A day in the life
There is this public perception that when a migraine attack ends, life goes back to “normal.” Few people outside the migraine community understand that even episodic migraine can impact us so that “normal” life is impossible. There are things we do or avoid doing every single day in the hopes of preventing even one attack. Here are some of the things I do every day, migraine or not.
Consistent sleep and wake time are essential to maintaining the homeostasis needed to minimize the risk of migraine attacks. It is also important to get enough sleep, but not too much. The migraine brain functions best in that mythical “Goldilocks Zone” — not too much, not too little, but “just right”.
I carry a big water bottle all the time. Dehydration is a common and preventable trigger. So I try to stay hydrated. But hydration isn’t just about getting enough water. When it’s really hot outside or I’ve been sweating, I alternate water with Gatorade or other electrolyte replacement drinks to keep everything in balance.
Coffee, tea, soft drinks, and even some medications contain caffeine. In small, regular quantities, caffeine is helpful to me. However, too much will definitely trigger an attack. Not everyone is like me though. Some people cannot tolerate any amount of caffeine. Headache doctors recommend limiting caffeine intake.
Maintaining good nutrition is challenging. Food cravings and lack of appetite are strong prodrome symptoms that are difficult to resist. One of the ways I do this is by preparing smoothies full of wholesome produce. When I can’t tolerate the thought of eating solid food, these nutrition-packed drinks give me the vitamins and minerals I need. Most of my food triggers are not wholesome anyway, so stocking my refrigerator and cabinets with healthy options eliminates the need to watch for food triggers at home. The bigger challenge is eating frequently enough to avoid triggering an attack from low blood sugar. I carry wholesome snacks with me when away from home, too.
I use pill boxes, alarms, and other reminders to keep on schedule, making sure I don’t miss doses. Like many of you, I take multiple medications 2-3 times every day. Putting off or skipping a dose is really not a good option. This is especially true with bedtime doses, which must be taken at roughly the same time each night to ensure that I maintain a consistent sleep schedule.
Not every pill is a prescription medicine. Some are supplements that were recommended by my doctor. They are just as essential to migraine attack resistance as any other treatment.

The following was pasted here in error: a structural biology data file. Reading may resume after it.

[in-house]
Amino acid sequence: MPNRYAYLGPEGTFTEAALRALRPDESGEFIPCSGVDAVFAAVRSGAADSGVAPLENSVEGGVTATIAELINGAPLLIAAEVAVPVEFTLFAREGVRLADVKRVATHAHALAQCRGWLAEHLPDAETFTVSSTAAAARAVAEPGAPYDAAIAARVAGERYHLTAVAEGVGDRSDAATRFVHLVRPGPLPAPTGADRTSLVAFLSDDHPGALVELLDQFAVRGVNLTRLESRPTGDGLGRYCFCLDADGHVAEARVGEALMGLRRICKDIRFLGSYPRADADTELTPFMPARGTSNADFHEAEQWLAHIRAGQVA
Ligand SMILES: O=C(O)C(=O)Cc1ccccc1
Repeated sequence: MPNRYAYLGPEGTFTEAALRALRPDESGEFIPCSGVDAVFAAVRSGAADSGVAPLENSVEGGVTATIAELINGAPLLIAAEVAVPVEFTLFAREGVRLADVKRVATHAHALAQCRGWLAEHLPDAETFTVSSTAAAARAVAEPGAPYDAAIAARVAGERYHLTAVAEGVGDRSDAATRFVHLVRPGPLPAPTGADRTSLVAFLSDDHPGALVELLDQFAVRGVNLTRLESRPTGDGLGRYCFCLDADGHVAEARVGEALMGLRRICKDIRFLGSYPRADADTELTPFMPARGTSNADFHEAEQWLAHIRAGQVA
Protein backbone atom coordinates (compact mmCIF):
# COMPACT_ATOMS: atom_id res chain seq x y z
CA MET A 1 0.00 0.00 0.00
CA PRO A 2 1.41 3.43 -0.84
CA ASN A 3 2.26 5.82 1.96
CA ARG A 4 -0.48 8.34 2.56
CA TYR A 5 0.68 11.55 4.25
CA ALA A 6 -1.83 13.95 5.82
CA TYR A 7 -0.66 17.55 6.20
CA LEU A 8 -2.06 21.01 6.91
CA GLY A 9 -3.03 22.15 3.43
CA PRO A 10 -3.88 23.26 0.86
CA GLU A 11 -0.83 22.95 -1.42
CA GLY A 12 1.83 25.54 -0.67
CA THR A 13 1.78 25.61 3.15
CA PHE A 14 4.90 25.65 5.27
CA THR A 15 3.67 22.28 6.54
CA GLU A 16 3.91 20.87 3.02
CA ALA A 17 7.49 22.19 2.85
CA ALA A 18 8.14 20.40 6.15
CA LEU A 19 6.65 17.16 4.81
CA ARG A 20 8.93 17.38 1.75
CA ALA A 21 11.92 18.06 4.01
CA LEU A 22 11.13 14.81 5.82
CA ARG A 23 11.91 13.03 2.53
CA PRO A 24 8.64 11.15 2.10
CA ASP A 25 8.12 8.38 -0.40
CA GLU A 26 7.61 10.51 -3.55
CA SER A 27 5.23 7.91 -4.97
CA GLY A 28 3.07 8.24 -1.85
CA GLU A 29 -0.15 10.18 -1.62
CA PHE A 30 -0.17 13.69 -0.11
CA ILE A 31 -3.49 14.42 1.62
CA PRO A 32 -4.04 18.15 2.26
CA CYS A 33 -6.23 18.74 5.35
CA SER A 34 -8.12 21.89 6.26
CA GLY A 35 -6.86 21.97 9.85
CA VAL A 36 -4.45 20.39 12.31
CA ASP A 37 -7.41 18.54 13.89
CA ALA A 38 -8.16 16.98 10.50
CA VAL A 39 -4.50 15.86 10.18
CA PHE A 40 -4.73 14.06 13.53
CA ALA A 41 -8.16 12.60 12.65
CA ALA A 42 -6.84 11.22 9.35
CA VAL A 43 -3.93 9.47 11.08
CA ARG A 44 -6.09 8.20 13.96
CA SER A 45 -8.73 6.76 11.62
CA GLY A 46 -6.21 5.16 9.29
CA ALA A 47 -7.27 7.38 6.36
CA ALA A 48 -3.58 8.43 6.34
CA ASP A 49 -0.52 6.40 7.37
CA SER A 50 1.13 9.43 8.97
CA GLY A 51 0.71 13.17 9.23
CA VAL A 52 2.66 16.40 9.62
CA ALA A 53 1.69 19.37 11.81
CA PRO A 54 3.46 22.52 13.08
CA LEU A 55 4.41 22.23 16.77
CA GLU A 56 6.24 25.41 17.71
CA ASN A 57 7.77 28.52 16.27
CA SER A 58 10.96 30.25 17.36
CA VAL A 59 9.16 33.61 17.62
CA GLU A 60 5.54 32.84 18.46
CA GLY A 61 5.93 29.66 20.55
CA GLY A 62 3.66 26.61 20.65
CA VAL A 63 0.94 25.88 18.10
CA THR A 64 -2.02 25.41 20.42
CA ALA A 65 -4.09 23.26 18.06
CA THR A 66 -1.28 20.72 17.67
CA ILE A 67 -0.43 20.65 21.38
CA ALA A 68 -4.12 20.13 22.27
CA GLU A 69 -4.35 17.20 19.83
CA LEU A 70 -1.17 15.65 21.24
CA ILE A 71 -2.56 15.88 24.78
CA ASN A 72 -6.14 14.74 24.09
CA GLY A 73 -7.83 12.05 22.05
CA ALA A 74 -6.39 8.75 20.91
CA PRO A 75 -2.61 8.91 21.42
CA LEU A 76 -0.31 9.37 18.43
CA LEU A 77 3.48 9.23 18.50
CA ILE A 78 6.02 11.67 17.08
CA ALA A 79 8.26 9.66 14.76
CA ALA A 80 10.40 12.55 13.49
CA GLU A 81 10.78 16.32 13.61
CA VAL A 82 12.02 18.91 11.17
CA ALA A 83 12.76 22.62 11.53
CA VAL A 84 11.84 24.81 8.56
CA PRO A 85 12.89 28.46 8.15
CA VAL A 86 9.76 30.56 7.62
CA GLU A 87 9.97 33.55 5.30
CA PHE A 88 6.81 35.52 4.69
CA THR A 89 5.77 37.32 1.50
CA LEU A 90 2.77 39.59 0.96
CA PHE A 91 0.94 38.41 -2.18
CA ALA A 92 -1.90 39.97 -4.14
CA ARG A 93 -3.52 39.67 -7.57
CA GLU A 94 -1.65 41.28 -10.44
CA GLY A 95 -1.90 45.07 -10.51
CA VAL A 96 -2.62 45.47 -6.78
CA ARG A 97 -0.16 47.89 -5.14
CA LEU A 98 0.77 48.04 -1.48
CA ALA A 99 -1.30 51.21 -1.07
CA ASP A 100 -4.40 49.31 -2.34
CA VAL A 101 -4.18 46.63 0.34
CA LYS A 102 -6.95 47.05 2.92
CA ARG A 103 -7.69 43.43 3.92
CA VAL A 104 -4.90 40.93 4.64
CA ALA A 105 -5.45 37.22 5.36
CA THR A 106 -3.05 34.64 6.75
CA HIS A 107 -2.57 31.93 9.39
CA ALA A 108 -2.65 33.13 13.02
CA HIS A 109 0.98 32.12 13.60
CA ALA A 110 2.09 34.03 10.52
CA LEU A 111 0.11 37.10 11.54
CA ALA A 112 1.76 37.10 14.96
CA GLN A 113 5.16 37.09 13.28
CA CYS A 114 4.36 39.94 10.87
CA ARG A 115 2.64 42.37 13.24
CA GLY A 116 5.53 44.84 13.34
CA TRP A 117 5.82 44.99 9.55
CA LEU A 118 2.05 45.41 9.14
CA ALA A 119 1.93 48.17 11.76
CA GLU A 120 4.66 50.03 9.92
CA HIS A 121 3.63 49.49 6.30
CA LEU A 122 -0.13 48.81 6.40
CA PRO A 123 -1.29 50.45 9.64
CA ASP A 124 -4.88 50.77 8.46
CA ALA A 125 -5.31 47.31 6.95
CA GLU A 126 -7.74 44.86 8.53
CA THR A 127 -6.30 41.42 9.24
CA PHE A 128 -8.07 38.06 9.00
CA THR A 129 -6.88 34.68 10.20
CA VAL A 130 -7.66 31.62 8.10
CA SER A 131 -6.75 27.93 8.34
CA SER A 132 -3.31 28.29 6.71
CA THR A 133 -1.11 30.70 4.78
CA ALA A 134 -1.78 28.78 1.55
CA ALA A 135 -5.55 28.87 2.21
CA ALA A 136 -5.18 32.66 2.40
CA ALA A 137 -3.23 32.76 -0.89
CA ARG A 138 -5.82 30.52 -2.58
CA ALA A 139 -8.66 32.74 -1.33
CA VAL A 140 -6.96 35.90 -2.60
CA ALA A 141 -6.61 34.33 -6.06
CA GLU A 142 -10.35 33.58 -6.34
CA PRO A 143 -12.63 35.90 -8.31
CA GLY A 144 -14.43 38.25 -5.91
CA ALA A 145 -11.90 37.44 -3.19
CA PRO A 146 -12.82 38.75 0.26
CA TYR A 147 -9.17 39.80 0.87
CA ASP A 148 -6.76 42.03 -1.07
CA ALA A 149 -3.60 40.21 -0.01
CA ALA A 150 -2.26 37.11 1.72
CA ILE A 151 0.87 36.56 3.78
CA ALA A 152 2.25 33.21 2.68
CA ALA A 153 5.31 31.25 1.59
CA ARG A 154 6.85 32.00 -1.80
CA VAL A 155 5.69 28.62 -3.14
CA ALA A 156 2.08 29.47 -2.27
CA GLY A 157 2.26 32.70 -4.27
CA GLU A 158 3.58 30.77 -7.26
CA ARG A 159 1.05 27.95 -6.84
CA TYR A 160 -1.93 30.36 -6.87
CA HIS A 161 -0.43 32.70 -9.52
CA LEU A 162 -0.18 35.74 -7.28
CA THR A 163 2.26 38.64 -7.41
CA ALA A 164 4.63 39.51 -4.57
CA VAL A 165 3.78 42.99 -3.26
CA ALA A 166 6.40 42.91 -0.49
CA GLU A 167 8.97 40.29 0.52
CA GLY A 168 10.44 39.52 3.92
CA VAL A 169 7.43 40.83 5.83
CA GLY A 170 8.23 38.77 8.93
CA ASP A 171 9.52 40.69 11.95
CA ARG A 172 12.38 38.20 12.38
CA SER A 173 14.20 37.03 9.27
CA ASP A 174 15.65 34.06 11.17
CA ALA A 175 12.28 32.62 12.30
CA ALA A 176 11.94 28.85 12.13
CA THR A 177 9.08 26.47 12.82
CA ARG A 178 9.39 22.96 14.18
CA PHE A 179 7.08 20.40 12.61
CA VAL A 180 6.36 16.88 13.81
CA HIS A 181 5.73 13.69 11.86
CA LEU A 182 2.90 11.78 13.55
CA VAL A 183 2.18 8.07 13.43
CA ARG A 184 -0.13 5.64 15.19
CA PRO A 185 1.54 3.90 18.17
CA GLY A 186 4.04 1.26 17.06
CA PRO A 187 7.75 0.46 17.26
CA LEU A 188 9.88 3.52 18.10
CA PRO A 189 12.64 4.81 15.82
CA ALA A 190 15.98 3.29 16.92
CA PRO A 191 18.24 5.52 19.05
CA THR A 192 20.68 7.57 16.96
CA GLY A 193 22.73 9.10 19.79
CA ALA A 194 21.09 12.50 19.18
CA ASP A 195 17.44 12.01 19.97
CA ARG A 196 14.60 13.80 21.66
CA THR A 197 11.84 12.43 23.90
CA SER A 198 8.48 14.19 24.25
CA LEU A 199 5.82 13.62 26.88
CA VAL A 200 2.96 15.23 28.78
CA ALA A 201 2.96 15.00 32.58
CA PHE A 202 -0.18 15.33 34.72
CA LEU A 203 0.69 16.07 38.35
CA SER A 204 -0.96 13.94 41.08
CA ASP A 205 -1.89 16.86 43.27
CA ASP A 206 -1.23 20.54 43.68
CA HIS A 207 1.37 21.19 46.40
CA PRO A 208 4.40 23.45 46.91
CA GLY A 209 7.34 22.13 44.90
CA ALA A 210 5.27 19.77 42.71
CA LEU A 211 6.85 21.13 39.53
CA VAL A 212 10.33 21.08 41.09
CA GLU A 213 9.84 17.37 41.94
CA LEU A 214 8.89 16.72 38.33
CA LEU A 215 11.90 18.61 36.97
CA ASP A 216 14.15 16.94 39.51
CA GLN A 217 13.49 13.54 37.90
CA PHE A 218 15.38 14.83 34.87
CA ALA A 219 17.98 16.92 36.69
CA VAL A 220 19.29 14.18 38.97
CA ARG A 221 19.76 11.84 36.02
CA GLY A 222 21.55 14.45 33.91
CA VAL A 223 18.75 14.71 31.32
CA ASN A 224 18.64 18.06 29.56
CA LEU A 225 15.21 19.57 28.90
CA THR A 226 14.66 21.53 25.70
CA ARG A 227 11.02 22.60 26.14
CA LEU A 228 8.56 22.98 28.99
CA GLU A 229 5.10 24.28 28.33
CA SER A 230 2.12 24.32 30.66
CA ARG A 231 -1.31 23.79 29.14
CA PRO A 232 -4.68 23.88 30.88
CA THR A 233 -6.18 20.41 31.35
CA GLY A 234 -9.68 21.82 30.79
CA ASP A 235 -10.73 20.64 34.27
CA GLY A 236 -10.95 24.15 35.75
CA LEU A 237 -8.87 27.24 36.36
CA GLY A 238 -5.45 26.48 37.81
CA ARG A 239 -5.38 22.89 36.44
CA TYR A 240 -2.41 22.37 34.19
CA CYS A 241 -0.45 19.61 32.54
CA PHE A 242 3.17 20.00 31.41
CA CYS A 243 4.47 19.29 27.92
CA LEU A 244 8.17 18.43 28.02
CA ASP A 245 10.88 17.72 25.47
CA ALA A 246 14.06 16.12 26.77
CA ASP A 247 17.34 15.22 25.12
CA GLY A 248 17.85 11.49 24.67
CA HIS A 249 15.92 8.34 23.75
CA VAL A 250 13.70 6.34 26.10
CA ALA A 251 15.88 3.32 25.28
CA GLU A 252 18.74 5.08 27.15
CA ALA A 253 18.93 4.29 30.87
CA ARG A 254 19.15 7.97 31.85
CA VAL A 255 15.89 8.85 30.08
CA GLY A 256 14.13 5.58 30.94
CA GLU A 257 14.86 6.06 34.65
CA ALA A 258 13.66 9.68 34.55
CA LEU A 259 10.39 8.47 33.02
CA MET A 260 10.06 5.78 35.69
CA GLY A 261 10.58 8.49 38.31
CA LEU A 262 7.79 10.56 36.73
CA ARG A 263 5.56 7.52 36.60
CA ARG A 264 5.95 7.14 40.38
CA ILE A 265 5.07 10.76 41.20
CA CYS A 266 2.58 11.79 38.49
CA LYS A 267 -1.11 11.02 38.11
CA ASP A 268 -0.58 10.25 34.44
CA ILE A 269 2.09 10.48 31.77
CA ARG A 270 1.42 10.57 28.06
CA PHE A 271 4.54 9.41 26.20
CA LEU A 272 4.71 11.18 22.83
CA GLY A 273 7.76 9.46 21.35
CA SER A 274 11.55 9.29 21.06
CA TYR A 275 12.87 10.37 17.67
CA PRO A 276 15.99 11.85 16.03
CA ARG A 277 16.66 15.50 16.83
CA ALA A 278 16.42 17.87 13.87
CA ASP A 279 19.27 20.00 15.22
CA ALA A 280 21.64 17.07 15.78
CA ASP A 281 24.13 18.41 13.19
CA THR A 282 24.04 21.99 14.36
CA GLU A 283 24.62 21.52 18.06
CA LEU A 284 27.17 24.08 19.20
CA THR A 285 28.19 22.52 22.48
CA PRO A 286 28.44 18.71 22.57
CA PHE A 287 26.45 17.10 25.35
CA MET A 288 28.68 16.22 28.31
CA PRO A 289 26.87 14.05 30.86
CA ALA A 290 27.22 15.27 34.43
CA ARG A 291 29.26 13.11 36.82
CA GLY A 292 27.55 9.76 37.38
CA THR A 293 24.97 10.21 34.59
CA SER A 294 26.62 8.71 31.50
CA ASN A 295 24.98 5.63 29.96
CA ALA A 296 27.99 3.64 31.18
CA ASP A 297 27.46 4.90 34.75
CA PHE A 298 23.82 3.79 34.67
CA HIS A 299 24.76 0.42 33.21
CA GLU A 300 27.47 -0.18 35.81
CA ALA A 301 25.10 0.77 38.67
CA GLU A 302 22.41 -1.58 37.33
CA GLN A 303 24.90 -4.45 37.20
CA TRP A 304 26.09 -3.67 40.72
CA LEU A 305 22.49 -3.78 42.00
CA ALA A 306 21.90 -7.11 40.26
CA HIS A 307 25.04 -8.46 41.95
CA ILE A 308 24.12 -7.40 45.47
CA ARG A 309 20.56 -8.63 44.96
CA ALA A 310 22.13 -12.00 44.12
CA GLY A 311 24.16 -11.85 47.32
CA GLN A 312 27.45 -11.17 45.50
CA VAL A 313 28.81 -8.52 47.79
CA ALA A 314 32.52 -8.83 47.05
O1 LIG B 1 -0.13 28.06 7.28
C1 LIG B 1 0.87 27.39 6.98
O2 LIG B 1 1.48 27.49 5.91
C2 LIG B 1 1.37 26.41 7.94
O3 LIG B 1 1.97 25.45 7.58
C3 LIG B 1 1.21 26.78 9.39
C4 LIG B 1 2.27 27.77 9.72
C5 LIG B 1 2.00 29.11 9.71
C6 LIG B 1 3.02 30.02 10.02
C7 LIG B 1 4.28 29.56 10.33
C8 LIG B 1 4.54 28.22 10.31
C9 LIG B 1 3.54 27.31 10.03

Whether it’s sunglasses, a wide-brimmed hat, or my new FL-41 tinted bifocals, protecting my eyes from strain is important. Eye strain is one of my oldest and most potent triggers. I take care to look away from any bright or flashing light. Even with these precautions, I still get extreme light sensitivity as a prodrome symptom. If you ever stop by my house and all the lights are off, you know a migraine is on its way.
Even between attacks, my ears are extra-sensitive. It drives my family crazy to constantly hear me complain, “Turn that down!” I used to use silicone ear plugs to dampen noises. Then my husband purchased a pair of Bose noise-cancelling headphones. I borrow them whenever the noise of life gets too loud. They weren’t cheap but I think I will have to get my own pair soon.
This has been the most difficult lifestyle adjustment. Even my most supportive loved ones have a hard time accepting this. That’s because I’ve spent most of my life ignoring the need to pace myself. Now that I have become more accepting of my limits I take things a lot slower. If I can get one task completed each day, then the day has been success. When I say that I need to stop, it takes others by surprise.
Even though I don’t have anxiety, I am still frequently on the lookout for potential triggers. Reading labels and recognizing all the hidden sources of triggers has become a way of life. The list of “can’t dos” is long. Often perceived as negative, I really don’t mean to be pessimistic. I get enough attacks that can’t be prevented, so when a trigger is avoidable, I will do so. When others ask, I explain that these “off limits” foods, sensory inputs, and activities are like allergies. If exposed, I really will get sick.
What about you?
How does having migraine impact your life even on attack-free days?